In a time where we have so many templates and frameworks to choose from in designing and developing web sites, does it even matter any more to know how to write good HTML?
It sure does. In fact, now more than ever.
Take mobile which is all that anyone ever talks about. Sloppy, bloated code will slow the download speed of your pages. On cellular networks that could be a site wrecker.
But I'm here not to tell you why but how to write HTML that is smart, clean and brings goodness to web pages. (You will just have to trust me on the why thing for now).
A hallmark of HTML is that it uses a very predictable pattern. Once you understand it you will be on your way to properly using HTML.
Here's some pretty low hanging fruit to get your HTML coding skills in much better shape.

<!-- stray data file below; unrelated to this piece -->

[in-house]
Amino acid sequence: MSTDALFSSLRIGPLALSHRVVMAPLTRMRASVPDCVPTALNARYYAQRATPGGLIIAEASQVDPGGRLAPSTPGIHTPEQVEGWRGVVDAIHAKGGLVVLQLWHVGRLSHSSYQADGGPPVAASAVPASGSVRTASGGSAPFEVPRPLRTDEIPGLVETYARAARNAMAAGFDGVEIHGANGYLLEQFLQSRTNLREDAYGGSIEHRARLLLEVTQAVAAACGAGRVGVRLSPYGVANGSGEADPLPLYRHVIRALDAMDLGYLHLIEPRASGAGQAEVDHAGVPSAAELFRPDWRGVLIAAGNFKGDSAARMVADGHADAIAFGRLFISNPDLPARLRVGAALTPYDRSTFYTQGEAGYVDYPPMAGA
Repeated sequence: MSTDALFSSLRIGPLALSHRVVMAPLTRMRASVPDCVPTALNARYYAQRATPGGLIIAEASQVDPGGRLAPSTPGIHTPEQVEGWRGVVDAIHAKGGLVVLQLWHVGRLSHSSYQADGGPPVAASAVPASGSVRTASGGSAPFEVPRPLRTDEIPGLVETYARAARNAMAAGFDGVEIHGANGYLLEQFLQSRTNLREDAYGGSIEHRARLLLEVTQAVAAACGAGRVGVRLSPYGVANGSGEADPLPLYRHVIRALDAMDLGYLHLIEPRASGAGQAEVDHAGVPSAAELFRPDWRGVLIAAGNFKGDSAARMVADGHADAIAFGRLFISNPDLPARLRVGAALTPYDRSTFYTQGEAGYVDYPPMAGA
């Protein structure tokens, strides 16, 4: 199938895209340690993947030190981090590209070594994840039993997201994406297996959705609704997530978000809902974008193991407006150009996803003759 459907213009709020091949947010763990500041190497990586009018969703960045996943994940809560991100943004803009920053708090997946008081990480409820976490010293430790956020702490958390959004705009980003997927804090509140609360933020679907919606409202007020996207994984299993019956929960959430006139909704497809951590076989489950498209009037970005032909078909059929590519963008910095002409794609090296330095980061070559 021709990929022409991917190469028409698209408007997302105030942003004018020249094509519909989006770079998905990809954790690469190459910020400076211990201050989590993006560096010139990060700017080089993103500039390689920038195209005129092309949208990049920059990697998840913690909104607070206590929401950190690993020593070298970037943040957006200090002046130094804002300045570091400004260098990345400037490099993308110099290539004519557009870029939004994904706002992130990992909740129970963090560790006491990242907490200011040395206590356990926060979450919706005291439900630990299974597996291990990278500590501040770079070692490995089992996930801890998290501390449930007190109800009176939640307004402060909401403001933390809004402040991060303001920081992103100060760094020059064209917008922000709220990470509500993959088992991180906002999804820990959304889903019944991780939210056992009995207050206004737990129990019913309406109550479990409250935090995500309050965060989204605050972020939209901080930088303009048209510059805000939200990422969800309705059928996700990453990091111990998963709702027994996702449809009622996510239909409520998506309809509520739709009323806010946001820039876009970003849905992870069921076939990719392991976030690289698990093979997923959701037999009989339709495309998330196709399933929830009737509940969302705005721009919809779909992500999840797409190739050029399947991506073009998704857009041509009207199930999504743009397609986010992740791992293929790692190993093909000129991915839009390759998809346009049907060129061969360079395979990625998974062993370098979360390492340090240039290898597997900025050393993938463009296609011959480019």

1. Never Use A Container (tag) Without Content
Why would you?
Something like <p> </ p> is strictly verboten. If you are thinking that will get you some white space forget it. That is what CSS does.
With HTML, less is always better than more. Useless junk like <p> </ p> is just that. Junk.
2. Use The Newer HTML5 Tags
This one is my personal bug-a-boo.
For years web page creators begged to have meaningful HTML tags like
and the like to get away from junk like:
So, when I still see people using that old crappy markup I just want to cry.
3. Never Have Your HTML Refer To Anything That Deals With Style
If you are still doing things like
<img src = "logo.gif" alt = "Apple" width = "100" height = "100" />
you can go ahead and lose the width and height attributes right now. That's just more code bloat.
4. Using Heading Tags (H1 – H6) To Set Up An Information Hierarchy For A Web Page
Good web content comes in the form of a hierarchy where the information is grouped so that the most important content is presented at the top of the page or section. Using Heading tags is a lot like setting up Headlines and Sub heads for a page.
One other thing you can do is error check the code on a page. That process is very simple and it's called validation. To validate a page see the W3c HTML Markup Service .